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Over the last 10 years, these government employees’ salaries increased more than 44%. Some 25% of employees saw salaries increase +71% with a small fraction having seen their salaries increase over +1 000%.
“The reason for these large increases are promotions of employees, especially those in lower salary bands,” according to National Treasury.
Some 830 000 public servants employed in 2020 have been working for government since 2010. Excluded in this total is 75% of the South African National Defence Force.
|Table B.1 Average remuneration by rank, 2006/07 and 2019/20 (main budget, excluding SANDF)|
|Source: National Treasury|
Of these employees, 5% saw real decreases in average remuneration of at least 1% over 10 years. Another 5% saw salaries increase by between 0% – 19%.
National Treasury says all officials who were in level 1 in 2010, were promoted at least once. 24% were promoted more than twice. Of the 530 000 officials who were in levels 1 to 7 in 2010, 67% were promoted once, with 13% promoted more than twice.
Drivers of public sector salary increases
National Treasury points to three factors as drivers of government employee salary increases in the public sector as follows:
- Introduction of occupation-specific wage dispensations in the late-2000s. This resulted in large, once-off increase to the salaries of skilled staff.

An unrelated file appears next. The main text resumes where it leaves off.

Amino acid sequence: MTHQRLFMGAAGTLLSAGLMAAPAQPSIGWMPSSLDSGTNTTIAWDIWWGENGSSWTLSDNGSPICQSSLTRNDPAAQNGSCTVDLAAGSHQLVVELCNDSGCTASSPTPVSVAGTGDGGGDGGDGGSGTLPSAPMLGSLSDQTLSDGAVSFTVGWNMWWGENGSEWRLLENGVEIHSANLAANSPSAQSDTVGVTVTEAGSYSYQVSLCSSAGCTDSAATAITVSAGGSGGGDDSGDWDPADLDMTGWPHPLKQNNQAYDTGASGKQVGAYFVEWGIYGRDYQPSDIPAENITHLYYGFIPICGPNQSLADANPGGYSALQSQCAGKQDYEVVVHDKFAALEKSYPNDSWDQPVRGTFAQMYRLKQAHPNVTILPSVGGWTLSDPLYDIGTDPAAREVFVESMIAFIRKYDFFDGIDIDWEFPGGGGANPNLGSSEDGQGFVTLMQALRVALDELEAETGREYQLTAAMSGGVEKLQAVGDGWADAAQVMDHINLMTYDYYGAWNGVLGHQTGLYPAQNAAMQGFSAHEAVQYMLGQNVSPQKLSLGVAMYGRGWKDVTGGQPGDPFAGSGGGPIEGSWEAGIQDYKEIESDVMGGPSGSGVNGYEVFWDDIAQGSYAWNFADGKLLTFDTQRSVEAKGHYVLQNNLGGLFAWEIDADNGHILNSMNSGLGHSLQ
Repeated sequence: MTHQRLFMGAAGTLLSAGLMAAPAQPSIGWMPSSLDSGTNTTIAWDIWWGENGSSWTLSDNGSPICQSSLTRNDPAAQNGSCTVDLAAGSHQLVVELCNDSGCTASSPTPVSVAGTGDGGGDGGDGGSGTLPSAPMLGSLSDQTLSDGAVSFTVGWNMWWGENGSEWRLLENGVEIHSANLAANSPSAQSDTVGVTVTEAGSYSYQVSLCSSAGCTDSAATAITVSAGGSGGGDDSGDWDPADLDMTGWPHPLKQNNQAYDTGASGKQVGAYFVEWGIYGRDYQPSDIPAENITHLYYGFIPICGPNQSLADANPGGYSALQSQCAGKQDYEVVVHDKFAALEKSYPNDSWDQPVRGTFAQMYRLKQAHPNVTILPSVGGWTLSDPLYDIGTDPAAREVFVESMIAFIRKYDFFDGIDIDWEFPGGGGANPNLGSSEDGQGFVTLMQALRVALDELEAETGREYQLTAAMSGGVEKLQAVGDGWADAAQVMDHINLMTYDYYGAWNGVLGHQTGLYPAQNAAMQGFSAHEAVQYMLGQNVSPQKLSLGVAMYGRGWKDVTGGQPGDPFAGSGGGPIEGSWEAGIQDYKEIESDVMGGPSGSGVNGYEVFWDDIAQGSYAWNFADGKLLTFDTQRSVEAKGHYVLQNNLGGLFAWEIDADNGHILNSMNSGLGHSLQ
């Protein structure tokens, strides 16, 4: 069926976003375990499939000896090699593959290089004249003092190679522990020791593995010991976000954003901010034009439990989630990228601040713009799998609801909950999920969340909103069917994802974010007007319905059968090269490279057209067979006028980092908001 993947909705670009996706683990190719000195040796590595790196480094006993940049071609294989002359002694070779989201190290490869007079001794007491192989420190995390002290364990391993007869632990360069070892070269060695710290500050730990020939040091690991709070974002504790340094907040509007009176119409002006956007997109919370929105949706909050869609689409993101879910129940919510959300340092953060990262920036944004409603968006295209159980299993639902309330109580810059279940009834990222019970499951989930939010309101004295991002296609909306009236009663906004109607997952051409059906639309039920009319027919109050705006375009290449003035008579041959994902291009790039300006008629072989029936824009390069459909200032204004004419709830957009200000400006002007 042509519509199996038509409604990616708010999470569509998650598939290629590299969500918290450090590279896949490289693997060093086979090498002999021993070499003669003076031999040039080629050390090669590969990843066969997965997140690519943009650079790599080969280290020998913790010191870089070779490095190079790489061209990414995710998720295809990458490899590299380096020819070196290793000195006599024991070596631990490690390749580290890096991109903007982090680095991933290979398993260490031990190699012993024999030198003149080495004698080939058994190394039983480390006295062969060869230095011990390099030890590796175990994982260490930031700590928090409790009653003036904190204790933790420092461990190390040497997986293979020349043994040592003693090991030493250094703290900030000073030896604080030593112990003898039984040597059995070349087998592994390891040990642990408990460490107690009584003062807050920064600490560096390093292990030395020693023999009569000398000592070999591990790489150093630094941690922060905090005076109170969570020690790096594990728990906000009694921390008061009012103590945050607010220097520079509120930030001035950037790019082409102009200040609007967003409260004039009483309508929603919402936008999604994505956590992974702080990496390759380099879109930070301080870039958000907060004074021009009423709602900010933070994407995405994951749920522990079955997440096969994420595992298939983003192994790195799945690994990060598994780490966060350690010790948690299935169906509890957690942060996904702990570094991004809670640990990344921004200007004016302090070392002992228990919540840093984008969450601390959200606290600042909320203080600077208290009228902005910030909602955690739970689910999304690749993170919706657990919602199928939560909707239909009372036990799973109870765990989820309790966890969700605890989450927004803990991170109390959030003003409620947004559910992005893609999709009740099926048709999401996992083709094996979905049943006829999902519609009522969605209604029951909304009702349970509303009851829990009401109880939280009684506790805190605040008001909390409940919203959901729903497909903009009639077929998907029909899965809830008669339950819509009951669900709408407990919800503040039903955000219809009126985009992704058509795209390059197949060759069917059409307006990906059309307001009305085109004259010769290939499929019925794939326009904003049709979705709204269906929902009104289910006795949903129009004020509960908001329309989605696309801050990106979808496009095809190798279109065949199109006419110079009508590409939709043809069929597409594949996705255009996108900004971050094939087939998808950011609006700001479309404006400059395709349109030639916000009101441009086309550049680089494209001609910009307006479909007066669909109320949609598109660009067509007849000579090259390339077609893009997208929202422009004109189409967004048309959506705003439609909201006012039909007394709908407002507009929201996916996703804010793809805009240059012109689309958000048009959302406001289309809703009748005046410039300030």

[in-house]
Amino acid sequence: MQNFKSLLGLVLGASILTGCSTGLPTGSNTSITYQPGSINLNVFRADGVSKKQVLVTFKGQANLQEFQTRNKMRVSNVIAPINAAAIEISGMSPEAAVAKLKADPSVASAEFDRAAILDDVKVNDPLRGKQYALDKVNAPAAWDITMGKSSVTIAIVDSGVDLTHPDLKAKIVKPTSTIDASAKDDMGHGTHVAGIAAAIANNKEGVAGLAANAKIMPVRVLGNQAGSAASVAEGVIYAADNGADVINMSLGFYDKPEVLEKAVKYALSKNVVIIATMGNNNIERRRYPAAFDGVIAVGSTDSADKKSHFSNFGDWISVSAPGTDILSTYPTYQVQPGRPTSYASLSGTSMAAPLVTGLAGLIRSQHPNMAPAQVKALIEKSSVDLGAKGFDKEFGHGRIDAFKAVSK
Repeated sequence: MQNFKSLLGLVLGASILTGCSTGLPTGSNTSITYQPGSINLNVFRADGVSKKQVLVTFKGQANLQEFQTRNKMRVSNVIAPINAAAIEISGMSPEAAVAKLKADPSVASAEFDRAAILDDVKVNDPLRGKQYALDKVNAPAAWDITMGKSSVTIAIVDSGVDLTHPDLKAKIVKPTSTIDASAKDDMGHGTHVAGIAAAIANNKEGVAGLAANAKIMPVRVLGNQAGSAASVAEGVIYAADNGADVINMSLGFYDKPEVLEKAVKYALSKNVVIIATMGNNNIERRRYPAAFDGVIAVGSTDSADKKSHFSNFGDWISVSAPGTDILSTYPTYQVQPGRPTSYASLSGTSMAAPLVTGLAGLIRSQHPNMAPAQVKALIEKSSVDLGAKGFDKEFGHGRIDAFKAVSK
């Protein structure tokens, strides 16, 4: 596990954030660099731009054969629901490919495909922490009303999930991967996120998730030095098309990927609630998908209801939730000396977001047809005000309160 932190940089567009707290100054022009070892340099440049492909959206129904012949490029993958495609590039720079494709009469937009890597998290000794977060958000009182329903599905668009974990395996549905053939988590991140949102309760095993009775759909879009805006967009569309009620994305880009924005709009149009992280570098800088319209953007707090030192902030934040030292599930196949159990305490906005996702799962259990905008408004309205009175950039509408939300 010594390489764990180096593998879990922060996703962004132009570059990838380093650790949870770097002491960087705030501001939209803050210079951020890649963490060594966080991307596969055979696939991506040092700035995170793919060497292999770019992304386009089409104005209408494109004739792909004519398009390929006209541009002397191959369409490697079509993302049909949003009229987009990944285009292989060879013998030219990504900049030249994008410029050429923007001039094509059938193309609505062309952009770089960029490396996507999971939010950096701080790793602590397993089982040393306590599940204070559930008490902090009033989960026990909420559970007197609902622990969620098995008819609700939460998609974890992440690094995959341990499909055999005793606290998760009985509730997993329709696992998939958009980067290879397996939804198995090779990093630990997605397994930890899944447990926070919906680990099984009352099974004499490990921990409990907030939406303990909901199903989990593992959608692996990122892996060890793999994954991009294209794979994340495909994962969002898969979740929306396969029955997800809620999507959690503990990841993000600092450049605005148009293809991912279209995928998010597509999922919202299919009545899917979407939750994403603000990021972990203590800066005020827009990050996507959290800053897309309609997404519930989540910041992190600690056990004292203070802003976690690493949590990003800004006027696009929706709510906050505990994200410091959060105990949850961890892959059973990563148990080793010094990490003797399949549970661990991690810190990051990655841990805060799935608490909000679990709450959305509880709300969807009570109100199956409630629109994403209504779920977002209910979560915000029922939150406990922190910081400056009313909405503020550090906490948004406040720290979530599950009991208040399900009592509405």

- Annual cost-of-living adjustments to basic pay – resulting in compensation rising faster than the rate of inflation. In some cases, the exception was where adjustments for senior officials were in line with inflation.
- A system of wage progression within-rank increases offered to staff who perform their duties satisfactorily. This also includes promotion between ranks, which has resulted in a degree of grade-inflation.
On average, the public service is now one full rank more senior today than it was in 2006/07. Between 2006/07 and 2019/20, average remuneration in the public service more than tripled, from R136 000 to over R415 000. Adjusted for inflation, this represents a 45% real increase over the period.
Public service compensation
There are 1.3 million employees in national and provincial government who received R567 billion in compensation in 2019/20. In the past 15 years, public-service compensation has increased at an unsustainable rate. This figure approximately 1.5 percentage points is faster than the rate of growth of GDP, due to increases in average remuneration.
“Public-service compensation now accounts for the equivalent of 11% of GDP, up from 9% in 2004/05.”
Growth in compensation spending was driven by an increase in personnel numbers and an increase in remuneration. This is according to the 2018 and 2019 MTBPS documents.
Remuneration increase accounted for 77% of the increase in spending on compensation on the main budget between 2006/07 and 2019/20. This even after adjusting 2006/07 salaries for inflation. Between 2006/07 and 2019/20, total headcounts increased by 16% from 1.15 million to 1.33 million.
Remuneration and per capita GDP
Since 2006/7, average public-service remuneration has increased at a faster pace than per capita GDP and is currently 4.7 times larger. Slow economic growth and high levels of unemployment which suppress per capita GDP are to blame for the growing gap.
National Treasury says this rapid increase in public sector salaries is unsustainable. “The model for setting wages has not been able to moderate the rate of increase of remuneration to weaker economic conditions.”
National Treasury points out that +95% of public servants earn more than the bottom 50% of registered taxpayers. Statistics SA data suggests that public-sector compensation growth has outpaced private-sector compensation growth over the past decade.
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